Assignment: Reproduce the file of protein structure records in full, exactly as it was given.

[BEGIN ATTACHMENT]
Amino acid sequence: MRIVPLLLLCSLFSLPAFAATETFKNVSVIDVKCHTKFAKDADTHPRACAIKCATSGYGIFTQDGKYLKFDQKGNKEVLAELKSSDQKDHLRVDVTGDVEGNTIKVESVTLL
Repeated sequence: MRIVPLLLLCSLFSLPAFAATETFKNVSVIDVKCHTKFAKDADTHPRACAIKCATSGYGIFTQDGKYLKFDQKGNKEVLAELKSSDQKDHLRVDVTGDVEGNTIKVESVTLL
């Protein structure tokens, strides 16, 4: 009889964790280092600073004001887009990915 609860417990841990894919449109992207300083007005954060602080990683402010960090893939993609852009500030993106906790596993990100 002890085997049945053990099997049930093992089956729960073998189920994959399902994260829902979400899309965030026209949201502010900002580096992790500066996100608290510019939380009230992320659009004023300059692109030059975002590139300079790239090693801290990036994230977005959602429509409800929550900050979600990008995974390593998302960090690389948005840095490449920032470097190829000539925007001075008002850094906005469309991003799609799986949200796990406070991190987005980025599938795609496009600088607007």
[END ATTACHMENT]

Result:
Amino acid sequence: MRIVPLLLLCSLFSLPAFAATETFKNVSVIDVKCHTKFAKDADTHPRACAIKCATSGYGIFTQDGKYLKFDQKGNKEVLAELKSSDQKDHLRVDVTGDVEGNTIKVESVTLL
Repeated sequence: MRIVPLLLLCSLFSLPAFAATETFKNVSVIDVKCHTKFAKDADTHPRACAIKCATSGYGIFTQDGKYLKFDQKGNKEVLAELKSSDQKDHLRVDVTGDVEGNTIKVESVTLL
């Protein structure tokens, strides 16, 4: 009889964790280092600073004001887009990915 609860417990841990894919449109992207300083007005954060602080990683402010960090893939993609852009500030993106906790596993990100 002890085997049945053990099997049930093992089956729960073998189920994959399902994260829902979400899309965030026209949201502010900002580096992790500066996100608290510019939380009230992320659009004023300059692109030059975002590139300079790239090693801290990036994230977005959602429509409800929550900050979600990008995974390593998302960090690389948005840095490449920032470097190829000539925007001075008002850094906005469309991003799609799986949200796990406070991190987005980025599938795609496009600088607007």